Aleksandr Askoldov’s film The Commissar (1967)

Screening and discussion on November 22, 2014

When in 1967 Aleksandr Askoldov finished working on his film Commissar, this artistic achievement cost him his livelihood and career. The film was seized by the KGB without a single screening, whereas its creator lost his job and was exiled from Moscow. Commissar was banned by the Soviet censors till the post-soviet era of glasnost, when it was rediscovered, reconstructed and finally released in 1988. At that time it was screened at several major international film festivals, reaping a number of highest awards and finding its rightful place among the masterpieces of world cinema.

Askoldov’s Commissar is an adaptation of a short story by Russia’s celebrated writer, Vassily Grossman. Set during the turbulent time of the Civil War which followed the October Revolution of 1917, the film brings together and clashes lives and outlooks of seemingly incompatible people, bringing to the fore the eternal questions about value and meaning of human existence, love and family. What does it mean to be human? What does it take to be human at the time of historical cataclysms? Can one’s dedication to the cause be more important than joys of private life? To what extent do our allegiances define us? How do we decide, who is ‘our own’ and who is ‘the other’? We will ponder questions to these and other questions, which this rediscovered cinematic masterpiece prompts. At the same time we will contemplate its artistic appeal and thematic relevance to the contemporary international audiences.

 

Film discussion questions:

 

1. What do you, as a viewer, find appealing in Askoldov’s film “Commissar”?

 

2. Askoldov, claims that this film is about love, children, and family. What do you think about this claim? What is this film about?

 

3. What in your opinion is the main dilemma of The Commissar?

 

4. Do you agree with London Encyclopedia’s nomination of Nona Mordiukova, who plays in Askoldov’s The Commissar Klavdia Vavilova, as one of the top ten world actresses of the last century?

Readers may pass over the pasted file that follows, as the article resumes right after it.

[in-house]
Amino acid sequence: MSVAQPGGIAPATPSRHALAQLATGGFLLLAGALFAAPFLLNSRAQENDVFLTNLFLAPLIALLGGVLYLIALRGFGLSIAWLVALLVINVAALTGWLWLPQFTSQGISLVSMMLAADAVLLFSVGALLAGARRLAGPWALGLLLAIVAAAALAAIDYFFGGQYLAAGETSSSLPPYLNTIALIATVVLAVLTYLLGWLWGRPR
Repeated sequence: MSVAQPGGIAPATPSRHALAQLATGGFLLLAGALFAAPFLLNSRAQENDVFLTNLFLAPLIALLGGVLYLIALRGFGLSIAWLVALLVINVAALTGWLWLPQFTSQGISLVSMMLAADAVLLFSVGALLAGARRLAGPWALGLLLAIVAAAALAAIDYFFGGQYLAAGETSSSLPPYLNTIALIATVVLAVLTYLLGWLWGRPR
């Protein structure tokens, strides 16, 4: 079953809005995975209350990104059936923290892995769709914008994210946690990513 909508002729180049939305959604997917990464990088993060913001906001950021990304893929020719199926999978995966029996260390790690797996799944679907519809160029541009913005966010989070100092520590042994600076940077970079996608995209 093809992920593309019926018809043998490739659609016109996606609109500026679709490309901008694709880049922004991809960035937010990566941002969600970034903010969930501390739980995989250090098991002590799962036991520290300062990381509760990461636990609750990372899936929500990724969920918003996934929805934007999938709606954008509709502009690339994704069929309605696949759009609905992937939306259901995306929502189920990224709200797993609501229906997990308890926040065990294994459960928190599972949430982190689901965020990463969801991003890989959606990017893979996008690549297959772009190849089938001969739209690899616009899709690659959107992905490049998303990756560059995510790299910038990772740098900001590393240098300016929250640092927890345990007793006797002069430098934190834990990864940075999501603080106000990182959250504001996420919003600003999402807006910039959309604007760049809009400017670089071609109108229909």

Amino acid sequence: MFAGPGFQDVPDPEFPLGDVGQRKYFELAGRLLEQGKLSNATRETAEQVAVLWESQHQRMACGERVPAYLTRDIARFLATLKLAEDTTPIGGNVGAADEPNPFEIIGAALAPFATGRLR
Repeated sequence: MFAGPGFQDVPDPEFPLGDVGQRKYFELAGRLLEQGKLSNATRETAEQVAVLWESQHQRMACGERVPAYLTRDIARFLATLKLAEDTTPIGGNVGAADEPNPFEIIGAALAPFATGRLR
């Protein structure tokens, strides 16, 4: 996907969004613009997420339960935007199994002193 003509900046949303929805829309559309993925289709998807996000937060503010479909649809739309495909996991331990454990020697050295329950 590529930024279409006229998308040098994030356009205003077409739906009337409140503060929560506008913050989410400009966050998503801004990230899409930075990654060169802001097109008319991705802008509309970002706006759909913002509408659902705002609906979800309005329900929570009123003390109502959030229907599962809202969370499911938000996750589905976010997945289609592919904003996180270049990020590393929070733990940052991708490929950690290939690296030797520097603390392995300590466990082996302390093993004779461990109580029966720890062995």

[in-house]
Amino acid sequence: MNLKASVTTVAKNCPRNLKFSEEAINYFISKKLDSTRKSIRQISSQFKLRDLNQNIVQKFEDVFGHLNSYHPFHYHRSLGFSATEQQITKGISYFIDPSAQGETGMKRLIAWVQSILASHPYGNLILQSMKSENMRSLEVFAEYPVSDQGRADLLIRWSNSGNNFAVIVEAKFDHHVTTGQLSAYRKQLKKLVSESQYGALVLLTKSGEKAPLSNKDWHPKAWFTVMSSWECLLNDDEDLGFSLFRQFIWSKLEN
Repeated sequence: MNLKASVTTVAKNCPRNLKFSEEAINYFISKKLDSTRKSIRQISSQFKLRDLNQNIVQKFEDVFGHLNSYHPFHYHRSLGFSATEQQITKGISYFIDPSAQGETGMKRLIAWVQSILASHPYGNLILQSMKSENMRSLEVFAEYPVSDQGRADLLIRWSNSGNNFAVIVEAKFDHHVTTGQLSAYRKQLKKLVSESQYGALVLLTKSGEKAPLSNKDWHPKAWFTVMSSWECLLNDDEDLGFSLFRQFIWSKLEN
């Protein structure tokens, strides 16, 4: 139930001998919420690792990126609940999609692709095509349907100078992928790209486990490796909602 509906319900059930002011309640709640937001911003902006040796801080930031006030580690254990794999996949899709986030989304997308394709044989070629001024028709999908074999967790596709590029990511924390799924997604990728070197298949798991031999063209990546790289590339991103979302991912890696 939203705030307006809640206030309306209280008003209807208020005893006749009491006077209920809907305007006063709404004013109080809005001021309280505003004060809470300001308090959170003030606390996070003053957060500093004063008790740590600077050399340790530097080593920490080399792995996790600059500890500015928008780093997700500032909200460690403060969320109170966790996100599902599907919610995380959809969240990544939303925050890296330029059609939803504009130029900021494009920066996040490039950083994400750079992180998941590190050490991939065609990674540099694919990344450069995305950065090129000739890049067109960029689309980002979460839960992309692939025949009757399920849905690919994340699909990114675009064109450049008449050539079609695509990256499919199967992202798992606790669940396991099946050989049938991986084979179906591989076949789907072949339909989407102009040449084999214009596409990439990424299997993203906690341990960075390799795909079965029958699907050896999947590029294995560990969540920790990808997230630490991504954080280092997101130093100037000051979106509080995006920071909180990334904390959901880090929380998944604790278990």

5. What is unique and original about her portrayal of the Red Commissar Klavdia Vavilova?

 

6. How does the film reveal Klavdia’s womanhood?

 

7. Askoldov’s film The Commissar (1967) adopts to the screen Vasily Grossman’s short story, “In the town Berdichev” (1934). The latter was praised by a number of Soviet literary critics and enjoyed several publications in the thirties and sixties. Why then Askoldov’s adaptation of Grossman’s short story was censored and banned? What aspects of the film could be seen by the censors as anti-Soviet, “ideologically alien,” subversive and inappropriate?

 

8. Very often film’s critics claim—and Askoldov admitted it too—that this film glorifies the October Revolution and the ardor of the Civil War that followed. Do you agree with this assessment? What imagery supports this opinion? What aspects of the film subvert it?

 

9. How would you define the genre of this film? In which way, if at all is it a historical film?

 

10. What role do children play in the film?

 

11. What scenes and episodes, shots and images stand out as especially significant and memorable?

 

12. How does this film subvert the Soviet ideological claim about the equality of the sexes?

 

13. There is neither blood nor wounds on the screen. Nor does the film show explicit violence. How then does the film portray horrors of war?

 

14. How does Klavdia Vavilova view the Magazannik family? What do Maria and Efim think about Klavdia?

 

15. What does the film director, Askoldov, achieve by showing the holocaust through Klvadia Vavilova’s vision?

 

16. Why does Klavdia Vavilova leave in the end?

 

 
© 2017 by Svitlana Kobets. All right reserved.